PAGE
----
System Center Service Manager 2010: Why Should We Care?

Service Manager rounds out and integrates Microsoft's System Center Suite

Definitely the longest System Center product in the making, Microsoft announced availability of Service Manager 2010 in April 2010. The product first went into early testing in 2006 with a code name of "Service Desk," with release planned the second half of 2008.  Testing revealed performance and scalability problems and that initial version of the product was ultimately scrapped and totally rewritten.

The current version thus is a "V1" product. Since its release, it has had a service pack, and a "" release is planned as part of the System Center 2012 wave.

Service Manager rounds out System Center's ITIL and MOF-focused architecture by adding centralized incident and problem management capabilities to the product suite. By means of connectors, Service Manager 2010 can import data from Operations Manager, Configuration Manager, and Active directory - enabling its CMDB to become a centralized repository of information.

Pillars of Service Manager 2010 include user-centric support, data center management efficiency, and business alignment. What does this mean?

  • User-centric support: With its self-service portal and integration with Configuration Manager, Service Manager has the ability to improve user productivity (and satisfaction!) while reducing support costs.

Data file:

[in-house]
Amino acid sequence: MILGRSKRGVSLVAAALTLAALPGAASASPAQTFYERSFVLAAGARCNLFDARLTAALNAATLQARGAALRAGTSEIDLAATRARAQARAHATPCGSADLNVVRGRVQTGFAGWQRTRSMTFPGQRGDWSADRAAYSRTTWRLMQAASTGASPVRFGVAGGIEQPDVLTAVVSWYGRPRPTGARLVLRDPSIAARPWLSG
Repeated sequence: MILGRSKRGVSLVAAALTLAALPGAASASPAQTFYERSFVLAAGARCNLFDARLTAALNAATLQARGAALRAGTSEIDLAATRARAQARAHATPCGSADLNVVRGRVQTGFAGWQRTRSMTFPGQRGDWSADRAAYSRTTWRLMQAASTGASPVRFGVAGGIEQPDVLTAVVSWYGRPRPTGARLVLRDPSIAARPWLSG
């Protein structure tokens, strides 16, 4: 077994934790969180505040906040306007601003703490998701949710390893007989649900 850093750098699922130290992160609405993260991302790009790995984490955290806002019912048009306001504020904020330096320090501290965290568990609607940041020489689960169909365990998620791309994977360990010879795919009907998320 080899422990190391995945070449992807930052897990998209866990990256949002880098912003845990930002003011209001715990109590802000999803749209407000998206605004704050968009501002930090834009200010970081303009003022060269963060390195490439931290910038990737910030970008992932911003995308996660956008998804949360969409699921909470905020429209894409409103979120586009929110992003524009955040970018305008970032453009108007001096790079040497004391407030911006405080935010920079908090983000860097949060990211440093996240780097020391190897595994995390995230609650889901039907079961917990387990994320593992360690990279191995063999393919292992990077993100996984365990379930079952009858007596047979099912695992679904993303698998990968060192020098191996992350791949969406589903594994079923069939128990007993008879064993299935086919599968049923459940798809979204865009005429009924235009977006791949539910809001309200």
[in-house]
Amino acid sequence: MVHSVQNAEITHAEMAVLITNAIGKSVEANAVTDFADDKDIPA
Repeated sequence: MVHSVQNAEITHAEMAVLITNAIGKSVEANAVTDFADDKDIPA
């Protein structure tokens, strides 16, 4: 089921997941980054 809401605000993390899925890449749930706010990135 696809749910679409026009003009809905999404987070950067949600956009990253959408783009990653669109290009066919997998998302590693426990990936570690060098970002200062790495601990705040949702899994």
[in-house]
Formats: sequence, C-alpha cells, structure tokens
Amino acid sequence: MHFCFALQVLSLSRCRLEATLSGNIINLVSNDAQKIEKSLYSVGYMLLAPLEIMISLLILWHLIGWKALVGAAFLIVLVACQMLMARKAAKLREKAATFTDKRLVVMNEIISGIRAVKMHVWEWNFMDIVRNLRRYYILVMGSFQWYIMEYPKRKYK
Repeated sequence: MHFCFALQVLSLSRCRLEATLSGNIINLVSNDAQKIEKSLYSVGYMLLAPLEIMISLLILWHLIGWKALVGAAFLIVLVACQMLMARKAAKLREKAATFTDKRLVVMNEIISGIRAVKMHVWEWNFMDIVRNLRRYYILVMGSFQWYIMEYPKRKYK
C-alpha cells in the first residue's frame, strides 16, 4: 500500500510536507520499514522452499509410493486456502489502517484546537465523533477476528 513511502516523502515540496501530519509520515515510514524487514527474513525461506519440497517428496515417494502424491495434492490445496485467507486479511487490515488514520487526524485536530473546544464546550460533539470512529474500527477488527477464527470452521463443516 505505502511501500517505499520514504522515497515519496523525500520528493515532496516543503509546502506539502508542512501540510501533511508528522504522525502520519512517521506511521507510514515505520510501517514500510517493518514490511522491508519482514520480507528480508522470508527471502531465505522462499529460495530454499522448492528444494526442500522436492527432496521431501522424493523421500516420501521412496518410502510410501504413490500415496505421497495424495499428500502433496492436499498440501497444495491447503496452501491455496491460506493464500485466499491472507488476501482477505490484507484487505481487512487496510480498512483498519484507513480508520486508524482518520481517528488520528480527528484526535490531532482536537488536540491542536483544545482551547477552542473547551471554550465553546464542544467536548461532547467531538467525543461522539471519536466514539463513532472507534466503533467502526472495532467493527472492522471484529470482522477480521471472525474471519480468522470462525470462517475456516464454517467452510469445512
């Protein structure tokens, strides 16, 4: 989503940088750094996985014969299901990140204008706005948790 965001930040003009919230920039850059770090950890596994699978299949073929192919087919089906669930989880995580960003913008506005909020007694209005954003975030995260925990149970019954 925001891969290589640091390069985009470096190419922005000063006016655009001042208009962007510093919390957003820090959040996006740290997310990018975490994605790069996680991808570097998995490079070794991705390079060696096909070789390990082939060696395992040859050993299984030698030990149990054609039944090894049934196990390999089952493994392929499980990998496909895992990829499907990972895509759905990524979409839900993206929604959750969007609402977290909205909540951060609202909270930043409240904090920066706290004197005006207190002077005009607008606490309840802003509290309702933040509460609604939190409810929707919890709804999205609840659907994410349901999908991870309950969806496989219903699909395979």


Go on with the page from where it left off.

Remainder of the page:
• Data center management efficiency: Service Manager facilitates centralized incident, problem, and change management, helping to restore service quickly and reduce downtime while improving the reliability of IT services running in your data center. The Opalis Integration Server Integration Pack for Service Manager helps you coordinate and use operational data, and automate common business practices (for some examples, see an earlier posting at
  • Business alignment: By optimizing your organization's resources to align with its business goals and requirements, Service Manager works to lower the high costs of compliance, and provides integrated knowledge and reporting.

The next version is expected to build on this by delivering standardized, automated and automated IT as a Service. This includes a new Silverlight-based SharePoint self-service portal, service catalog, service requests, release management, and additional enhancements to IT business intelligence.

Why should you care? Whether or not your organization plans full implementation of the IT operational frameworks such as ITIL and MOF, there are always fundamental issues to address. IT service management requires appropriate process and procedures, this includes incident tracking and resolution, configuration management, and change management - provided by Service Manager 2010. If you have already invested in components of Microsoft's System Center suite, you owe it to yourself to take a look at Service Manager.

Copyright © 2011 IDG Communications, Inc.

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